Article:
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The Elusive and Very Rare Tudor College Electric Football Game


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Not long ago I found a seller on eBay (canuck_parrothead) offering some hand painted college teams for sale. They were being displayed on a Tudor College Edition gameboard. Asked him if he could send me some pics of it. 

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The only other one I had seen an actual pictures of was in the The Greg Carter Collection – The National Electric Football Game Museum (nefgm.org)

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Here's a link to an article by "The Unforgettable Buzz" about this game. 

Tudor's 1971 College Electric Football No. 600 Game (theunforgettablebuzz.com)

Here is a picture of it from the 1972 Tudor Sales Catalog

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If one ever came up for sell on ebay, it would be very interesting to see what it would sell for. 

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On the box, and on the game, I wonder who made the decision to put Alabama is big letters and Auburn in little letters? 😉

"The show described college football matchups and then predicted which team would lose.  A game might be described as follows:

"Phillip Fulmer leads his Rifleman into the Athens Kennel for a shooting match with Jim Donnan's Pack of Drool Dogs. The Volunteer Army has owned the K-9s of late, while the Red Clay Hounds think it's about time to sink their teeth into the Big Orange Rifle Brigade. The Knoxville Army is angry after last week, but the Athens Dawgs will get the job done. Leonard's Loser? Tennessee".   Quote from Wikipedia.

😃Really Enjoy the History.  🏈♾️

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Since Lee Payne was employed by Tudor when this game was designed in 1971, I am almost positive it was his decision what school names were chosen, the font and size of the type, and the placement of the names on the siderails.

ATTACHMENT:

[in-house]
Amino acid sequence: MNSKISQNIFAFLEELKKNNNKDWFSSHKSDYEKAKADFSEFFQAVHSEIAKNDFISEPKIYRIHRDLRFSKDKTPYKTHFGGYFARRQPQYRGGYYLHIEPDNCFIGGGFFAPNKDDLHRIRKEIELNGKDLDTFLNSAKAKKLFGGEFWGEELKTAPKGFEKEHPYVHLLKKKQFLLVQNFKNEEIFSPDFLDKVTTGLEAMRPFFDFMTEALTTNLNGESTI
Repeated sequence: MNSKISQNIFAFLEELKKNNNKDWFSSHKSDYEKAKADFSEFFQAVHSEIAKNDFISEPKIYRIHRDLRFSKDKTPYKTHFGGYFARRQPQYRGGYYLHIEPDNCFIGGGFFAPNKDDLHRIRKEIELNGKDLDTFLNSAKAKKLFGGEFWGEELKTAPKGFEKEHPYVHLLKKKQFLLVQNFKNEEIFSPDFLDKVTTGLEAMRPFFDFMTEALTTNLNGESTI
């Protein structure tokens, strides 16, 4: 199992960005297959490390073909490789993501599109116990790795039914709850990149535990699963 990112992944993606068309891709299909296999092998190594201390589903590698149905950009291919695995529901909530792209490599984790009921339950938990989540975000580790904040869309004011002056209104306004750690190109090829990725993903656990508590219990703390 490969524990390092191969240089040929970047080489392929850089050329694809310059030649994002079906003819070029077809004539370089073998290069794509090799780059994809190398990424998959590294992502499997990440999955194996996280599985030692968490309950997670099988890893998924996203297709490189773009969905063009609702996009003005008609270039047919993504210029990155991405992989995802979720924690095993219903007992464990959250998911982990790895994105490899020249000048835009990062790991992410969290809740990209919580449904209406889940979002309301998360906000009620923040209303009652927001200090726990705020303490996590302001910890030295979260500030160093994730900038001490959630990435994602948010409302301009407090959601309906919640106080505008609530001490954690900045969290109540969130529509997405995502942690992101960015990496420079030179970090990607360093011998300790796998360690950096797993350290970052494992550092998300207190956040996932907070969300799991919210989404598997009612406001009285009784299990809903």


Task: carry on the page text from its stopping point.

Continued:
Here is his profile from the Industrial Designers Society of America website.

 US industrial designer who studied in 1953 at the University of Georgia and played on the freshman football team under Wallace Butts. He originally wanted to be an artist, but a lecture by Charles Eames convinced him industrial design was it, and so he went to the University of Cincinnati and received his degree there in 1958.

In the early 1960s, he worked for Walter Dorwin Teague's office in New York, where he worked on the AMF monorail exhibit at the 1964 World's Fair, projects for Federal Express, Tupperware, General Electric, and Tudor Games, for which he developed high-tech electric football and hockey games introduced in 1962.

From 1964 to 1968 he was employed by Tudor as director of product development and worked with the NFL to refine the electric football game players with realistic poses, trademarks, helmets, team colors and the actual numbers of real players.

In 1968 he established his own design firm, Lee Payne Associates (LPA), in Hastings-on-Hudson, NY, and consulted with many clients. From 1976 to 1988, he chaired the industrial design department at Georgia Institute of Technology in Atlanta. While serving as chair he earned a master's degree in art history from Emory University. In 1981, he designed the original Smartmodem and chronograph for Hayes Microcomputer Products, Inc. that was featured in a book published by ID magazine, "Product Design-Award Winning Designs for the Home and Office." In 1983, he won an award in a Formica Corporation contest to show off its new ColorCore material with his Neopolitan ice cream coffee table, now in the permanent collection of the Art Institute of Chicago. Other clients included Chiffon, Bosch Power Tools, IBM, Dow Chemical, Georgia Pacific, KitchenArt, Olan Mills and many others.

He also served on the design team for both the Atlanta (1996) and Salt Lake City (2002) Olympic games.

He moved to Jasper, GA in 1996 but continued to teach at Georgia Institute of Technology until his death in 2003.

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21 hours ago, Daryl Collins said:

3) Wyoming

Wyoming is okay, but I like...

22 hours ago, Coach Shawn said:

Boise State

... Better because I grew up in northern Idaho.

#1. University of Southern California

#2  Ohio State

#3  University of Montana Grizzlies. Undergrad degree from the University of Montana.

Enjoy the Journey   T43  🐻

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It was based on the Sears model 613 frame size. The playing surface actual size is 15 x 29 1/4 and the actual overall frame size is 17 1/2 × 31 1/2. Box size is 18 x 32. Since Tudor did not have college licensing they could only use school names and not mascot names. The teams were unpainted white and amber plastic. The conferences on the scoreboard are "Atlantic Coast", Southeastern", "Ivy League", "Big East", "Big Ten", "Southwest", "Pacific Coast" and "Western Athletic". 

Edited by nefgm.org
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